Prayer Practices and Missteps

For the past several months, I was attending morning Mass about once a week.  For the past two weeks, the practice has fallen by the wayside as often happens in life.  Things get busy, some things get pushed to the side or skipped over.  And I have to say, that things were better when I was in a better prayer routine.

 I’m not saying that attending Mass, or any prayer practice, is like a magical formula that makes your life automatically better.  What I am saying is that when we have a regular prayer practice, life is easier to cope with because those things that we are worried about, stressed about, etc., are put in their proper place when we examine them and see that God is with us.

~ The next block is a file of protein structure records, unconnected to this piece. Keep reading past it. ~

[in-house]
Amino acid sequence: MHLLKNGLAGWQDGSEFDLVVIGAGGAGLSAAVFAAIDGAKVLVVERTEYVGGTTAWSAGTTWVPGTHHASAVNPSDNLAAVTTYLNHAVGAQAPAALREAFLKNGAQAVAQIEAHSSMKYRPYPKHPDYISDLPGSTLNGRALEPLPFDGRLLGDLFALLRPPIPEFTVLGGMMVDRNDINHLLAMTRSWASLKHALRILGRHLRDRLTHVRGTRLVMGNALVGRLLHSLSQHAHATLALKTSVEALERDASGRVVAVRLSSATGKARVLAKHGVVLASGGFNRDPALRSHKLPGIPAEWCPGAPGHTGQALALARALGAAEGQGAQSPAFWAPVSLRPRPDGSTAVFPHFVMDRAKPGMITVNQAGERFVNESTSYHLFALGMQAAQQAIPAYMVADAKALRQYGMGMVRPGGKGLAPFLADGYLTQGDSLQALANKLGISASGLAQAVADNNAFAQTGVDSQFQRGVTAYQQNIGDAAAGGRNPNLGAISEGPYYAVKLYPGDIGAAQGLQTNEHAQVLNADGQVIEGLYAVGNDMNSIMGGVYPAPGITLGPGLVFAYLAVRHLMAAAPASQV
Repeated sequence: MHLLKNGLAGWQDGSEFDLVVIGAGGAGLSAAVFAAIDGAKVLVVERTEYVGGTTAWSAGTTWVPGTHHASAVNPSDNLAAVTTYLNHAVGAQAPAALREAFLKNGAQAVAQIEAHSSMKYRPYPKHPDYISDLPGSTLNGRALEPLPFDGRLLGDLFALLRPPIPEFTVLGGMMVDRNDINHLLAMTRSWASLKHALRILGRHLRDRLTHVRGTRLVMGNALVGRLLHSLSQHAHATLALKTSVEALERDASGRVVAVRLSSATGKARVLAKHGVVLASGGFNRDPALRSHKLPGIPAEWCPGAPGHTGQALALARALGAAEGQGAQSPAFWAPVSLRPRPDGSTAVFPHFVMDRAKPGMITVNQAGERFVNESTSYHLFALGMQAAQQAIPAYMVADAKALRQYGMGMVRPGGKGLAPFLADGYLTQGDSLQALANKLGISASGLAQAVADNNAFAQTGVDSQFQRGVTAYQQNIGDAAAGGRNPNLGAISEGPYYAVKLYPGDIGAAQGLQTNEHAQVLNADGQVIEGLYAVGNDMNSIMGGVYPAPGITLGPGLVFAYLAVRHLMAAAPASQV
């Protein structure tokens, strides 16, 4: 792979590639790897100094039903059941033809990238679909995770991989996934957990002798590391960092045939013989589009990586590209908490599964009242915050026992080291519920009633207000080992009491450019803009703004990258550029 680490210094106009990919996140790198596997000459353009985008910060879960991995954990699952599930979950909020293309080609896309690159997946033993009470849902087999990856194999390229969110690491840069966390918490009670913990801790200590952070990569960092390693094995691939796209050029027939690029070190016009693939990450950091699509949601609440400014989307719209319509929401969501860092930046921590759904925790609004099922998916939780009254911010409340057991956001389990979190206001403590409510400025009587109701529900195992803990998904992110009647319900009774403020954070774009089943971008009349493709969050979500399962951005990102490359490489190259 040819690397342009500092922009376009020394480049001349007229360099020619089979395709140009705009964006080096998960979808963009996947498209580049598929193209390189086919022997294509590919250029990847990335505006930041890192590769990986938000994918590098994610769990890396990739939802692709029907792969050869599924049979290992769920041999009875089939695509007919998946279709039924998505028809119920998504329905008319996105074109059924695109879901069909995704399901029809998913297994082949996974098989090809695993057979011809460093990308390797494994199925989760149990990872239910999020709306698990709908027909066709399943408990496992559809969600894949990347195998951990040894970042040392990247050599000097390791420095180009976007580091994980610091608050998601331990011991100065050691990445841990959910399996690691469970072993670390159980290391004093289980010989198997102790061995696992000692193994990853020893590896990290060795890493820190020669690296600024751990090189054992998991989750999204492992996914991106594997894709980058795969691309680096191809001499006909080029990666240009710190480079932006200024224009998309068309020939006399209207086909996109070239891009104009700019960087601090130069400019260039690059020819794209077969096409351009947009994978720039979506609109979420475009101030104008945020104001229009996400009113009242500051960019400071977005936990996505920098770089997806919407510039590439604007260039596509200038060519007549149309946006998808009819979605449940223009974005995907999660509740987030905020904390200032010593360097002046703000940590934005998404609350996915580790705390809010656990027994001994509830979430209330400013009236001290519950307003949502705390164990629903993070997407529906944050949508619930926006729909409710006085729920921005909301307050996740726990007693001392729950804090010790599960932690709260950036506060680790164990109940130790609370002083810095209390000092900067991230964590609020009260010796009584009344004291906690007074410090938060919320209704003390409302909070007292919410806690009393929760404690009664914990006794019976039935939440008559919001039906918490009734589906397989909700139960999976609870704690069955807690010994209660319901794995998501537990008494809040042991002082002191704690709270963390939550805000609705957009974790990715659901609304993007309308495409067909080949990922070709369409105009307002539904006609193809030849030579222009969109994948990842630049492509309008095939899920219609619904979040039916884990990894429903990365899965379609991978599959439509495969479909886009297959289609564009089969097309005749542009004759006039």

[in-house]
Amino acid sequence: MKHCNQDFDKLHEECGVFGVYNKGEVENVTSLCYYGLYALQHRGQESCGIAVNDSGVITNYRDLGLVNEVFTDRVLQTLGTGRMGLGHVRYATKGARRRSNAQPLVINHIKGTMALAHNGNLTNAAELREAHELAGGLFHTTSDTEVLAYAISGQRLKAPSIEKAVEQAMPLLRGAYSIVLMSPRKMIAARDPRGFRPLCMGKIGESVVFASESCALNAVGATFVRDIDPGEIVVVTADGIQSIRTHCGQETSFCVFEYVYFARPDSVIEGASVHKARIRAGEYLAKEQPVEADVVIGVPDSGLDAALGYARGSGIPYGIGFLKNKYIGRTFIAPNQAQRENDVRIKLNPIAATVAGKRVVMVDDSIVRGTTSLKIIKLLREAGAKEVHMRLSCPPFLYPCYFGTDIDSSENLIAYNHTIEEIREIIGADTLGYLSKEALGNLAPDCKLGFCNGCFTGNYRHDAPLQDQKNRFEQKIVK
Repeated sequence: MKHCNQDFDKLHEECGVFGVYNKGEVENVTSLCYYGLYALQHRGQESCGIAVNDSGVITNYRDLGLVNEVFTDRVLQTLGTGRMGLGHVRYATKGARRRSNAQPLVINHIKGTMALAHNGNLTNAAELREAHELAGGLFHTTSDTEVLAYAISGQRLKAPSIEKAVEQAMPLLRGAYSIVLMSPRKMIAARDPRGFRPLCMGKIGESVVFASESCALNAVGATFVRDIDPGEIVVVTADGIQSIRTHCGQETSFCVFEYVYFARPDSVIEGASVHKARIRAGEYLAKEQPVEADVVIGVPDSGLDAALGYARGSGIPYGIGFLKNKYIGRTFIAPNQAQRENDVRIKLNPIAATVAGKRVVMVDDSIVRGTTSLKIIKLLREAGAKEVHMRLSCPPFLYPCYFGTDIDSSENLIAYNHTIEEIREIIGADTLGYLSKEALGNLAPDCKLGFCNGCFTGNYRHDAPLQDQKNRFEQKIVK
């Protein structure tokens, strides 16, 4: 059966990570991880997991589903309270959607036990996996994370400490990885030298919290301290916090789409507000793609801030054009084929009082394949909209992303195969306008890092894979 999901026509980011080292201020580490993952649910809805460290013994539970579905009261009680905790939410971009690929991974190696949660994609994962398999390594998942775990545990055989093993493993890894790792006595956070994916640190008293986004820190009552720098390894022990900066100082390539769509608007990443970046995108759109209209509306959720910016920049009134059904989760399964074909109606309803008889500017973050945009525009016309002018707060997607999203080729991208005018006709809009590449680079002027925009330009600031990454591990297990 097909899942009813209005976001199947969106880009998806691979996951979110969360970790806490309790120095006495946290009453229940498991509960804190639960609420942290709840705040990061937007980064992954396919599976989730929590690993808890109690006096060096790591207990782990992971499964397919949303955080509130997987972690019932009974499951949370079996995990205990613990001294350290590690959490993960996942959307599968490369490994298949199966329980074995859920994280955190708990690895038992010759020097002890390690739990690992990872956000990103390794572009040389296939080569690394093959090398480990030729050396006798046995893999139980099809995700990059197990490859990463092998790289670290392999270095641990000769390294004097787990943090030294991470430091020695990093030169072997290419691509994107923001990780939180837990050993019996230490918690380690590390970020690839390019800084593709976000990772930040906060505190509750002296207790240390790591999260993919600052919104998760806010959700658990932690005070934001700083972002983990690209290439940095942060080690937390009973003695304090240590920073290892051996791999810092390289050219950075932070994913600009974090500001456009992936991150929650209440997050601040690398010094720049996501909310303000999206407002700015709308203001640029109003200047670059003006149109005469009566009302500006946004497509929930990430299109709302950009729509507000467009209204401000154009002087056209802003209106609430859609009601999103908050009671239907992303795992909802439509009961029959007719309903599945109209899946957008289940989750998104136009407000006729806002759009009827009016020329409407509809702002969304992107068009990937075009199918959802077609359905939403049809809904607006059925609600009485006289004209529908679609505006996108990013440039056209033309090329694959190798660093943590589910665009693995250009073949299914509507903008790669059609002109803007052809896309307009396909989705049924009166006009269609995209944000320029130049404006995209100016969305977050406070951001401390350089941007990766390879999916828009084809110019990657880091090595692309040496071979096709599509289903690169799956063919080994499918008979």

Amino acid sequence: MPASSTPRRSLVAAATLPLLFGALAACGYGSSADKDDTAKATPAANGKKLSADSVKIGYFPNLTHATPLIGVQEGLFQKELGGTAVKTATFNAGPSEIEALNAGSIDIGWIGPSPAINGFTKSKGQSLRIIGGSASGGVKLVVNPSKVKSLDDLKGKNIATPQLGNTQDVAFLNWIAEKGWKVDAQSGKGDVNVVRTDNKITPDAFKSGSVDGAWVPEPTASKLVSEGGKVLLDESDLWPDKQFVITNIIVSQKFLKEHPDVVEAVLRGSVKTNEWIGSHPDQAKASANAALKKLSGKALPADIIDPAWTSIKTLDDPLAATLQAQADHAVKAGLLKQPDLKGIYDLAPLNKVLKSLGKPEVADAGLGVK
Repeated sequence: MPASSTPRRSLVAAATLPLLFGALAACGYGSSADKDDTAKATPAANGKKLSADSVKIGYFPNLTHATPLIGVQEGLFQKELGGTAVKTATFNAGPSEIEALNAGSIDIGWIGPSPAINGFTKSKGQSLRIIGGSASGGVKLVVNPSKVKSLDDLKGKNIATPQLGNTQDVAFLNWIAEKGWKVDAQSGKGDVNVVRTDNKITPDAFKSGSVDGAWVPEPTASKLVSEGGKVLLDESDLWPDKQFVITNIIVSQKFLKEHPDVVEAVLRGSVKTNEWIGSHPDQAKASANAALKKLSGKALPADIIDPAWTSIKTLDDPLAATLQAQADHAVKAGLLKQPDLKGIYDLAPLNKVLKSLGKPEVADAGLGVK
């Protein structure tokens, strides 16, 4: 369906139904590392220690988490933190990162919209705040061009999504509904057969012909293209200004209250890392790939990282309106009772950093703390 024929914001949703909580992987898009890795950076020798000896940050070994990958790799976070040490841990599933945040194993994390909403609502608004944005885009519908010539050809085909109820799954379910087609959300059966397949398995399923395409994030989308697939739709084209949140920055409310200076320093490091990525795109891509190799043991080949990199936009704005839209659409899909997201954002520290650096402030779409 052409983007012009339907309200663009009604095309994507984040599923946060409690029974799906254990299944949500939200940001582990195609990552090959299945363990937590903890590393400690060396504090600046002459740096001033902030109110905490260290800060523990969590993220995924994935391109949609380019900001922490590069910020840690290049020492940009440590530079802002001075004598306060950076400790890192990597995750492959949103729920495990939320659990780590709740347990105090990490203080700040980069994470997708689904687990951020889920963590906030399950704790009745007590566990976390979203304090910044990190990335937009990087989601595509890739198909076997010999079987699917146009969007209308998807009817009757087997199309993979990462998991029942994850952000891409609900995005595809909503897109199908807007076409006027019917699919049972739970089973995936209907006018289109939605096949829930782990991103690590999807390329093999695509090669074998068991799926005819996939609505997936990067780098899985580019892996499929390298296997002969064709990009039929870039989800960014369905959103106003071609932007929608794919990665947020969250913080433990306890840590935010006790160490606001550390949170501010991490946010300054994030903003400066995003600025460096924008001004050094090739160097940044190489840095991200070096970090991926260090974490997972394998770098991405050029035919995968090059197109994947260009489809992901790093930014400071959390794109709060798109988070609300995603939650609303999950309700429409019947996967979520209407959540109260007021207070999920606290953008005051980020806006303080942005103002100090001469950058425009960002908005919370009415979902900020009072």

This morning, I did make it to Mass, at least for most of it.  And I was glad that I did.  One of the readings today was on the conversion of St. Paul from Chapter 9 in the Acts of the Apostles. The priest in his homily referenced something that I was not familiar with at all—that there were two conversion stories in the Bible reading.

 Along with Paul who was converted as a persecutor of Christians to an apostle of Christ, Ananias had a conversion experience. Ananias was someone who already believed in the Lord, so his conversion was one of will, not of belief. The priest explained that the Lord asked Ananias to go to Paul so that he could “see again.” Ananias did not want to go at first because he heard of Paul and his persecution of the Christians.  But eventually, he took the walk to where Paul was and did as the Lord said.

 I liked the homily so much because the priest put an emphasis on the fact that Ananias walked to where Paul was.  He willingly walked the walk, even though at first he didn’t want to.  He chose to follow God’s will and not his own.  It really made me think about how each day we are given the choice to follow our will, or God’s.  And sometimes those two wills are not nearly the same. 


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